Planning with Purpose
Life used to be much simpler. In the past things changed much slower, for instance in the early 1900’s knowledge doubled every 100 years. Then in 1945 life sped up and knowledge doubled every 25 years. Still a relatively stable basis on which to build long term plans with a high expectation that they would come to fruition. Contrast that with the current estimated time over which knowledge doubles, every 12 months. In fact, it is estimated that as the internet of things (IoT) becomes more widespread, knowledge will double every 12 hours.
Peter Drucker, a prominent business guru in the late 20th century, estimated that businesses went through major operational changes approximately every 5 years. For instance, it used to be that start up businesses went from an entrepreneurial basis, one with very little structure and many decisions being made on the fly by the entrepreneur, to one needing a more formal hierarchy after approximately the first 4-5 years. A further change would take place after 8-10 years in business when the business would have to change to accommodate growth; increased competition and changes in the marketplace. However, the rate of change and maturity of businesses now takes place on a much-shortened timeframe because of the rapid increase of knowledge, which is leading to many examples of disruptive business processes and technologies.
So, what does this mean for today’s businesses? Well it means that the traditional way of developing strategic and business plans needs to be revised. We can no longer develop a one-year plan, never mind a five-year plan and expect it to survive the impact of changing processes and technology. If that is the case, does that mean that planning is now a waste of time? The categoric answer to that question is no. We still need to plan but the plan needs to have flexibility built in. So, where do we start?
Most texts on developing strategic and business plans that you read say that you should start with a mission statement. However, I am not a big fan of mission statements as nowadays they have become almost an academic exercise and something that many businesses do because it’s the done thing to do. The original idea behind the mission statement was to outline the companies’ beliefs and purpose against which staff could evaluate the decisions they had to make. In keeping with the original idea, I prefer to write up a Statement of Purpose, which outlines why the business exists and the benefits the client perceives that they get from the business. It is customer driven not company driven and focuses on meeting the identified customer need rather than on profitability. That not to say you don’t want to make money but rather to focus on, what one professor very early in my career hammered into me, “Profits are the reward for meeting the needs of customers. If you focus more on the profits than the needs, your success will be very short term.” The other benefit of having a statement of purpose rather than a mission statement, is that it builds in flexibility and as the needs of your customers change you can very quickly change your product and service offerings to meet those changing needs. The statement of purpose is what will drive all the other planning decisions of the company.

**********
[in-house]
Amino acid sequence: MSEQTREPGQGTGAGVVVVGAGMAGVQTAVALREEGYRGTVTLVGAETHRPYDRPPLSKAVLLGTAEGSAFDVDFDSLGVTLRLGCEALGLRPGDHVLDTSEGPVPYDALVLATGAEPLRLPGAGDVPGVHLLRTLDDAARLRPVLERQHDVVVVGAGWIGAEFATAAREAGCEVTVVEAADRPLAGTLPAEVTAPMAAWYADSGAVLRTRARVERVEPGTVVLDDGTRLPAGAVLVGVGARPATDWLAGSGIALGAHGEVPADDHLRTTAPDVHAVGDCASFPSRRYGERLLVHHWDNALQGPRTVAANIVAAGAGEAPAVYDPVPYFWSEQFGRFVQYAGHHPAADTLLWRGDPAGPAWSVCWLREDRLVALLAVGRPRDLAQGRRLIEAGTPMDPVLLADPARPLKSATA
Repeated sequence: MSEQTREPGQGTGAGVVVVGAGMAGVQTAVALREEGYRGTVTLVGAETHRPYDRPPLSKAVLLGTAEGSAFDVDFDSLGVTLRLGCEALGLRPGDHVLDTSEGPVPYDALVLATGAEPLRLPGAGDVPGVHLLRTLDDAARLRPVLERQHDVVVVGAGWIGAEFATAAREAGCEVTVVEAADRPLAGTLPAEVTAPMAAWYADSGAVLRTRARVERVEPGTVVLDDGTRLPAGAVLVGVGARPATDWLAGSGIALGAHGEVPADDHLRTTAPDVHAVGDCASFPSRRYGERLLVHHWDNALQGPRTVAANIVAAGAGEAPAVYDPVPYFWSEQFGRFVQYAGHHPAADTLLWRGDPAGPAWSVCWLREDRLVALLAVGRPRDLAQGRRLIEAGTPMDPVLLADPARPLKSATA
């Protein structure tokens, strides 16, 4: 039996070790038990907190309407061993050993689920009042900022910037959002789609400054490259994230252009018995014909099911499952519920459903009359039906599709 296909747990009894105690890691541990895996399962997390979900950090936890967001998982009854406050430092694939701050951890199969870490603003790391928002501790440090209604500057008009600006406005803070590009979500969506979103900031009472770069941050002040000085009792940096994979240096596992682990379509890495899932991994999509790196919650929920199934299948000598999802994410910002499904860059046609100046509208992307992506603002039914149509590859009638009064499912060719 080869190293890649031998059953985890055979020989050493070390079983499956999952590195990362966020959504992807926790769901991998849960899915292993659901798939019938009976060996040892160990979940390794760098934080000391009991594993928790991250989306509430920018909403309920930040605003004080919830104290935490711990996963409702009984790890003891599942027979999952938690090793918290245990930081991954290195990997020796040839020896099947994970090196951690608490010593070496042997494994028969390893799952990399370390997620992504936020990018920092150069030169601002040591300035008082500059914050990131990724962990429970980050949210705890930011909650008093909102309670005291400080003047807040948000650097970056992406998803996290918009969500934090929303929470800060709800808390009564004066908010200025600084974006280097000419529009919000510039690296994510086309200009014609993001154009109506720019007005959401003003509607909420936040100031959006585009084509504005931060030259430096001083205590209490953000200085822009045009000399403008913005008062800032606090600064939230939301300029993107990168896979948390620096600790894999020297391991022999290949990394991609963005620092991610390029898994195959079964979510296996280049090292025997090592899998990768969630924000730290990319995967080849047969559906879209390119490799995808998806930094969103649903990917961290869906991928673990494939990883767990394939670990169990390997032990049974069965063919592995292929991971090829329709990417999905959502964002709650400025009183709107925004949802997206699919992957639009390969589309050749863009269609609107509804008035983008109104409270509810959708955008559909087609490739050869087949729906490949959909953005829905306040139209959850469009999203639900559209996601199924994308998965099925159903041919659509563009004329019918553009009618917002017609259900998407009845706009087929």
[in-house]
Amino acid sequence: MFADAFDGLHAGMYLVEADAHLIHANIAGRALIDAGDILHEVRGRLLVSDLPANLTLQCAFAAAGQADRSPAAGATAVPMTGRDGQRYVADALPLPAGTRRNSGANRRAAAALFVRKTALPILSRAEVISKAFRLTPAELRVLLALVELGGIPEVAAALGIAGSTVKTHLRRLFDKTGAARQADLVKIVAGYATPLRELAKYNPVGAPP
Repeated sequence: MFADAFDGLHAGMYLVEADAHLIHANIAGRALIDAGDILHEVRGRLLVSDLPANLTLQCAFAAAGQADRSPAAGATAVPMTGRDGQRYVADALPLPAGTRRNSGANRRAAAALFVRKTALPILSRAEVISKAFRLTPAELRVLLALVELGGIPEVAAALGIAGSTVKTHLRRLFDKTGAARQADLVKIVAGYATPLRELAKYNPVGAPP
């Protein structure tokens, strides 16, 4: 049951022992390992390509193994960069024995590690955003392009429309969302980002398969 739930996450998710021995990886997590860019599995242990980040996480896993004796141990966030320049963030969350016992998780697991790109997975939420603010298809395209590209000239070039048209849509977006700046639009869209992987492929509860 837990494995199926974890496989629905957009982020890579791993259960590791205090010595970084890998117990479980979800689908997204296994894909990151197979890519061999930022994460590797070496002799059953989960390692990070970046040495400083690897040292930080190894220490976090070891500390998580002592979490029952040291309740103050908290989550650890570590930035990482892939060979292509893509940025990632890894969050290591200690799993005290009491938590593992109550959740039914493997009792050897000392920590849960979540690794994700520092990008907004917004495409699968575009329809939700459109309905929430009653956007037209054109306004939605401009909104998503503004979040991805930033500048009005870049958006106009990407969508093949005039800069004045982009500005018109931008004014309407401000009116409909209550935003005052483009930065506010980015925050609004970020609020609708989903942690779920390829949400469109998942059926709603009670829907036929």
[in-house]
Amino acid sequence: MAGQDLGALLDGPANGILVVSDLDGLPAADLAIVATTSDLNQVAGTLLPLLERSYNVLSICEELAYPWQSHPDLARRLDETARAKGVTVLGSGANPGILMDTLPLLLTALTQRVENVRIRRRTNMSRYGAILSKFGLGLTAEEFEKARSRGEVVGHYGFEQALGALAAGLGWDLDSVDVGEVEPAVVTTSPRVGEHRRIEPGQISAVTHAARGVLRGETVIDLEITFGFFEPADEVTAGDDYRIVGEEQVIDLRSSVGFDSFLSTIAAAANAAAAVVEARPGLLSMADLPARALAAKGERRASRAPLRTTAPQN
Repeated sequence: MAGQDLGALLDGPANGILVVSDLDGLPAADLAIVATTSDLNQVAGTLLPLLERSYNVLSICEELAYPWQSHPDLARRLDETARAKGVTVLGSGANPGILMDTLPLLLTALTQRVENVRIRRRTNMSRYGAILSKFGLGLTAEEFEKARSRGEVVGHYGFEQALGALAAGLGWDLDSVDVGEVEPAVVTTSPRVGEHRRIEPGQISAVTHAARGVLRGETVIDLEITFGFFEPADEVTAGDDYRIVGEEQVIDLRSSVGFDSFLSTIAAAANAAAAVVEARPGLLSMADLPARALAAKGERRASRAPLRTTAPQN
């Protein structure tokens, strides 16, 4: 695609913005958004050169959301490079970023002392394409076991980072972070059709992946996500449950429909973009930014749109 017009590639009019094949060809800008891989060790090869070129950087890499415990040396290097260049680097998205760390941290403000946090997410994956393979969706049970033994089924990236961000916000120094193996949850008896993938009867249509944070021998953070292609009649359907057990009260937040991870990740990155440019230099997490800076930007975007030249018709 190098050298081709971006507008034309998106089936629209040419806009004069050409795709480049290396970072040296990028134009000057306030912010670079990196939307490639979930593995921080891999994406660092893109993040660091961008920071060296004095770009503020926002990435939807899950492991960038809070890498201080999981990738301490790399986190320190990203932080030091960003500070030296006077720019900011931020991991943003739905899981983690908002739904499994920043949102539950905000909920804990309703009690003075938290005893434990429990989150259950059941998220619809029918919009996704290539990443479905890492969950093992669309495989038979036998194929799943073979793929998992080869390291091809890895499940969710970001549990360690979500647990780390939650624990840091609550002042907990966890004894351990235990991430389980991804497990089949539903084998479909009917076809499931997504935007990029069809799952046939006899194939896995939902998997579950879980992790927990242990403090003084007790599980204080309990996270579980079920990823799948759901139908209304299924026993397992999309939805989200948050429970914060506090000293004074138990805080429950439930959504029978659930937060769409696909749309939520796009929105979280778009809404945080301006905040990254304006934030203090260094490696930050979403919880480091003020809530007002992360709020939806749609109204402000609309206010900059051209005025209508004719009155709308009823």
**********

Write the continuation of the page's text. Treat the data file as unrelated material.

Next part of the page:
An example which meets the criteria of flexibility and a clear understanding of why it exists, and as a result has been very successful is Buurtzorg Nederland. Buurtzorg provides in home health care to Dutch citizens who are being treated at home rather than in a hospital thus reducing the need for expensive hospital care. Their purpose is stated very simply, as services that improve and make better the lives of their clients. This statement is both succinct and flexible enabling the company to add new and innovative services, as they become available and to maintain its position as a market leader. It is driven by their clients not the company as they are the final arbiters as to whether or not the company has succeeded.
So, my message is this – Defining your business in terms of what your customers want will both provide you with direction as well as enable you to meet their needs as they change.